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Analogue Portraits: Capturing Animal Souls on Film

The analogue lifestyle is all about making film photography a part of your life, not an interference. Why not take the opportunity to create unique and unconventional snapshots of your pets with your film camera? Whether in the comfort of your own backyard, or in the great outdoors, pets can be great subjects because of their lively and colourful personalities.

Anyone who’s ever had a pet can testify that animals have vibrant, lovable, and larger than life personalities! Whether you own a dog, a cat, a rabbit or even a 3m long fanged python, a pet is special because they share life with you. You know all their little eccentricities. You know their favourite sleeping positions (tummy up, paws flopped). You know what they love to eat, and what they completely abhor. My dogs, for instance, have a particular aversion to doggie biscuits, but will drink black coffee (2 sugars) any day. Not that I regularly give them coffee or anything.

Film photography is the perfect medium for capturing those beloved quirks. These black and white shots were taken on my Holga 120 CFN, from first ever roll which I thought was ruined because I shot the entire thing on BULB mode. Such a classic amateur mistake. I was devastated, but had it developed anyway – and I actually really like these ghostly, somewhat regal, portraits of my two Moodle dogs.

The half-frame versatility of the Diana Mini also makes it a great camera for capturing the movement and personality of pets. I love diptychs because they can tell a story, or at least offer two different perspectives. The Lomo ActionSampler would also be great for tripling, quadrupling or octoplying this effect.

Analogue cameras can really capture the ‘essence’ of your subject because they can be less conspicuous, and therefore less frightening to our furry (or scaly) friends. Unless you’re using flash, there’s nothing there that will cause your pet to flinch and run in the opposite direction every time you hold up your camera. The dials and knobs on film cameras are practically silent compared to the whirrings and buzzings of their digital counterparts!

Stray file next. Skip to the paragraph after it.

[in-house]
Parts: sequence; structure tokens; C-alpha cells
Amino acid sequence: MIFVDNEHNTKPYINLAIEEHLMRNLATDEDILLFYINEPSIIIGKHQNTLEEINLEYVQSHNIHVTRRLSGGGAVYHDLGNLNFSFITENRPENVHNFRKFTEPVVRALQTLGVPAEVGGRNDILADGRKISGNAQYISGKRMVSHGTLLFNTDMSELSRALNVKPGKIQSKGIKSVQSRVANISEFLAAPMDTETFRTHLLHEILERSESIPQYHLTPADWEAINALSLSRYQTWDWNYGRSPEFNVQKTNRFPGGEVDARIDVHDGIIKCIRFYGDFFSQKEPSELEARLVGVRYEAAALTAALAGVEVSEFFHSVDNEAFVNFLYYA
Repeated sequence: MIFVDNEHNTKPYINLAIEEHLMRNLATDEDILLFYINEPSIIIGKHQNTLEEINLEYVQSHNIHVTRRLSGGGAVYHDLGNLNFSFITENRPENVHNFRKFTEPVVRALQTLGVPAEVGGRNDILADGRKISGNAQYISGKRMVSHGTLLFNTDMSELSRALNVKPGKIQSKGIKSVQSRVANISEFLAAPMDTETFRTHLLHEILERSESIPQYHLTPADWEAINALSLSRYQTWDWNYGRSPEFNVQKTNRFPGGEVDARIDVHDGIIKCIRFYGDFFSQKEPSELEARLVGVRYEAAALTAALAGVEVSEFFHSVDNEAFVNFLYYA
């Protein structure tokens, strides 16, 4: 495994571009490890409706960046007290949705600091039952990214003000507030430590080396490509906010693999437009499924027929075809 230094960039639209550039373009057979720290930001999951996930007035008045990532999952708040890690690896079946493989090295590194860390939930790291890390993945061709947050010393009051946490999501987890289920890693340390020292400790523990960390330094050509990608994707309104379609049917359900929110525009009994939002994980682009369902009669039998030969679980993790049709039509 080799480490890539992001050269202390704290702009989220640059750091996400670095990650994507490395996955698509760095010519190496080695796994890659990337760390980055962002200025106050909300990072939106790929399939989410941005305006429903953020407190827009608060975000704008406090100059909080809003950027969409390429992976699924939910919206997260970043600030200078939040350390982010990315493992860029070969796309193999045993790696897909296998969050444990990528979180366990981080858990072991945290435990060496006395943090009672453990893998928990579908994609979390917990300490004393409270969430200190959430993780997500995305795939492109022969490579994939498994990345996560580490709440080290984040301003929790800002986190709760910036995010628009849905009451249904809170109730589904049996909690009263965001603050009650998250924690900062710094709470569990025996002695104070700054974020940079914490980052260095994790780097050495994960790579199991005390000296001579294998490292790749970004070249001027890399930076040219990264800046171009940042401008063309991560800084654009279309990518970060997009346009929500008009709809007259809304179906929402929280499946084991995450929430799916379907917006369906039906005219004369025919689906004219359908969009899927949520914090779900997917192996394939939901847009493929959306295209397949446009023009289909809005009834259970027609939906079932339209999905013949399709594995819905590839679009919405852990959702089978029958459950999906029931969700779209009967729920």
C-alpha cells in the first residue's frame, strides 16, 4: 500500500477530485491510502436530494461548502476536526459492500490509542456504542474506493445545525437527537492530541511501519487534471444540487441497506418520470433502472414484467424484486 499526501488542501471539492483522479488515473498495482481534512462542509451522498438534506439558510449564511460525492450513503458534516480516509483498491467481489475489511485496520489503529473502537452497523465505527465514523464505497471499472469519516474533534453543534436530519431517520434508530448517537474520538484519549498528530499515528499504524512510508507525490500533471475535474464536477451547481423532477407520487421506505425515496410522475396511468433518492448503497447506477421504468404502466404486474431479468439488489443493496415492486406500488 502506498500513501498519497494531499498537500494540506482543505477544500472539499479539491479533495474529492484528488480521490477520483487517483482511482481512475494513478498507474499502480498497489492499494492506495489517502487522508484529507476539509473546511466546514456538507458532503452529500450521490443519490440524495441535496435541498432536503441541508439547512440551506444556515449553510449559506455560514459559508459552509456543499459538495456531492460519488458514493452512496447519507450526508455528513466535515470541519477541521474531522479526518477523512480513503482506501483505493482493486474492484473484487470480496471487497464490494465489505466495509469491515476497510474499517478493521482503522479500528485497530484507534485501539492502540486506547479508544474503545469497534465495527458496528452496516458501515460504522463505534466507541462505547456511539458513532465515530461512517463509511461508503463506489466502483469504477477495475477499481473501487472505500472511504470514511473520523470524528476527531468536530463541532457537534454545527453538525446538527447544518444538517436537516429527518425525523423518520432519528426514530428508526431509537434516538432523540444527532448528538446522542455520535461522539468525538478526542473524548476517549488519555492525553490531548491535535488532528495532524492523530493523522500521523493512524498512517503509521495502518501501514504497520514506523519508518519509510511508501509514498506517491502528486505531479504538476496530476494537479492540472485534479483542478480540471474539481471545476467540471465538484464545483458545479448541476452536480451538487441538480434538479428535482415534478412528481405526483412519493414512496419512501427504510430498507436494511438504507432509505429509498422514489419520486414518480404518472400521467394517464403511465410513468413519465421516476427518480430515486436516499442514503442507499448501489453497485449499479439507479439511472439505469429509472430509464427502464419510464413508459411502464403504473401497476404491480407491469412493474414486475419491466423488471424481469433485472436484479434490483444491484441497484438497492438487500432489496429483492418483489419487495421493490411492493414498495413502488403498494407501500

Also, take the opportunity to really get into the Lomography spirit with some of those golden rules. In particular:

  • Shoot from the hip (or the ankle in this case)
  • Approach the object of your Lomographic desire as close as possible

Put those tai chi moves into action by crouching and getting into position so that the camera is eye-level to your pet, instead of lazily shooting from above (though this can result in some interesting photos too, especially if you have a Fish Eye)

  • Don’t think
  • Be fast!

Pets are lively creatures! They’ll sniff your camera with curiosity, or try to jump up and lick your face – or slither around your neck, in the case of the python – but that’s okay! Capture the moment. Get close!

  • You don’t have to know beforehand what you’ve captured on film!
  • Afterwards either

Taking your film in to get it developed (or doing it at home) is all part of the Lomography experience, and can be an adventure in itself. You can even leave the film in your refrigerator and forget about it for a few months. The surprises will delight you even more.

The Diana Mini is now bundled up the Diana F+ Flash! Get perfectly dreamy squares or half-frames in all lighting conditions. Get the Diana Mini Flash Package now!

written by chypreamber

2 comments

  1. sidsel

    sidsel

    That's all so true. Nice article & pictures (and pretty pretty doggies!)

    about 3 years ago · report as spam
  2. chypreamber

    chypreamber

    @sidsel - thank you! they are very pretty indeed, but i just realised they look a little depressed in these photos! haha they are normally very lively dogs :)
    about 3 years ago · report as spam